Strength for Today and Bright Hope for Tomorrow

Volume 12 : 12 December 2012
ISSN 1930-2940

Managing Editor: M. S. Thirumalai, Ph.D.
Editors: B. Mallikarjun, Ph.D.
         Sam Mohanlal, Ph.D.
         B. A. Sharada, Ph.D.
         A. R. Fatihi, Ph.D.
         Lakhan Gusain, Ph.D.
         Jennifer Marie Bayer, Ph.D.
         S. M. Ravichandran, Ph.D.
         G. Baskaran, Ph.D.
         L. Ramamoorthy, Ph.D.
Assistant Managing Editor: Swarna Thirumalai, M.A.


Click Here for Back Issues of Language in India - From 2001




  • E-mail your articles and book-length reports in Microsoft Word to
  • Your articles and book-length reports should be written following the APA, MLA, LSA, or IJDL Stylesheet.
  • The Editorial Board has the right to accept, reject, or suggest modifications to the articles submitted for publication, and to make suitable stylistic adjustments. High quality, academic integrity, ethics and morals are expected from the authors and discussants.

Copyright © 2012
M. S. Thirumalai

Custom Search

Role of Mother Tongue in Teaching English as a Second Language to Tamil Students (Special Reference to Undergraduates of the University of Jaffna, Sri Lanka)

V. Suntharesan, M.Phil.


Using the student’s mother tongue in the ESL classes has been felt to be very productive as it is found to develop language accuracy and fluency. The objective of this paper is to discuss how mother tongue can be effectively used in teaching certain linguistic areas in order to motivate students and promote their language proficiency faster. Translation in ESL classes which enables the process of comparing students’ first language with the second language would undoubtedly enable students to attain the ability of using the language in real life situations for communicative purposes.

The beneficial role of mother tongue in second language learning is studied in this paper with the help of authentic data elicited from an experiment carried out among learners. From the Faculty of Arts, University of Jaffna, 50 undergraduates studying in the 3rd year were selected at random and divided into two groups i.e. the Control Group and the Experimental Group. An identical Pre–Test was conducted among both groups and the results were found to have very little variation. Language skills were imparted with the use of Tamil, the students’ mother tongue to the Experimental Group. Classes for the Control Group were conducted purely in English to teach the language skills. The duration of course lessons for each group was six months. At the end of this course duration, the students were required to sit for Post–Tests. Their performances in the tests showed that the Experimental Group fared much better than the Control Group. The findings stressed the benefit of using mother tongue in the ESL classes.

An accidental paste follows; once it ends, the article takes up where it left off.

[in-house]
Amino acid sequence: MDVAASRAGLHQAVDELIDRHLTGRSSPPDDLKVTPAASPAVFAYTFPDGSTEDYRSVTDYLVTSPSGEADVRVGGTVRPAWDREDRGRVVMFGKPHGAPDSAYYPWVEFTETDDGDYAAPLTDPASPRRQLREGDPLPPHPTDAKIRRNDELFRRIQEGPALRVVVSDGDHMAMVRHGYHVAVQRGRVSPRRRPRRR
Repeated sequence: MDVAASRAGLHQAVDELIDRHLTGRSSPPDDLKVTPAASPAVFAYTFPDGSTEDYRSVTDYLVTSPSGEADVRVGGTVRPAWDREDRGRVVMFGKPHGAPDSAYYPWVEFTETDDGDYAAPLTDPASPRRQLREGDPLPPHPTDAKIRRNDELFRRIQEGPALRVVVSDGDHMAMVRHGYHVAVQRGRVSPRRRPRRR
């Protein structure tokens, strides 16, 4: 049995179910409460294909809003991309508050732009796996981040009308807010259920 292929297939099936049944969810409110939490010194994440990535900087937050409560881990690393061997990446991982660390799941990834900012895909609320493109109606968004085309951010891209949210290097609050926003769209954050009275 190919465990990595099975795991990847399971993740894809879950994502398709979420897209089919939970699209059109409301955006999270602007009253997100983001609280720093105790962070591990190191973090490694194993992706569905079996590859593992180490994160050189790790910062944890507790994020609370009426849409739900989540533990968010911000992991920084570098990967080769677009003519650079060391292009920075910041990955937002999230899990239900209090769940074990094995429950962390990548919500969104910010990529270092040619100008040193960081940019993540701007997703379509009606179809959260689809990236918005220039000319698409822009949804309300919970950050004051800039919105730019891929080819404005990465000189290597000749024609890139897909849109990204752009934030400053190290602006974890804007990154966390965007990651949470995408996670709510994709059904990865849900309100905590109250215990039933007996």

Key Words: Mother tongue, Monolingualism, Code Switching, Second Language, Language Skills


Communicative Language Teaching which is currently in vogue emphasizes the greater use of English in teaching English as a Second Language. Yet, one should be alerted of the fact that neglecting the students’ mother tongue may lead to adverse effects. It should be borne in mind that greater the use of mother tongue, higher the extent of cognitive thinking, sense of security and confidence among learners. Using the mother tongue as a resource for the promotion of language learning has gained currency recently as translation seems to promote the three qualities considered to be essential for language learning: accuracy, clarity and flexibility (Ross, 2000 as quoted in Kalvaliauskiene, 2009).

This is only the beginning part of the article. PLEASE CLICK HERE TO READ THE ARTICLE IN PRINTER-FRIENDLY VERSION.

V. Suntharesan, M.Phil.
Senior Lecturer
English Language Teaching Center
University of Jaffna
Sri Lanka

Custom Search

  • Click Here to Go to Creative Writing Section

  • Send your articles
    as an attachment
    to your e-mail to
  • Please ensure that your name, academic degrees, institutional affiliation and institutional address, and your e-mail address are all given in the first page of your article. Also include a declaration that your article or work submitted for publication in LANGUAGE IN INDIA is an original work by you and that you have duly acknowledged the work or works of others you used in writing your articles, etc. Remember that by maintaining academic integrity we not only do the right thing but also help the growth, development and recognition of Indian/South Asian scholarship.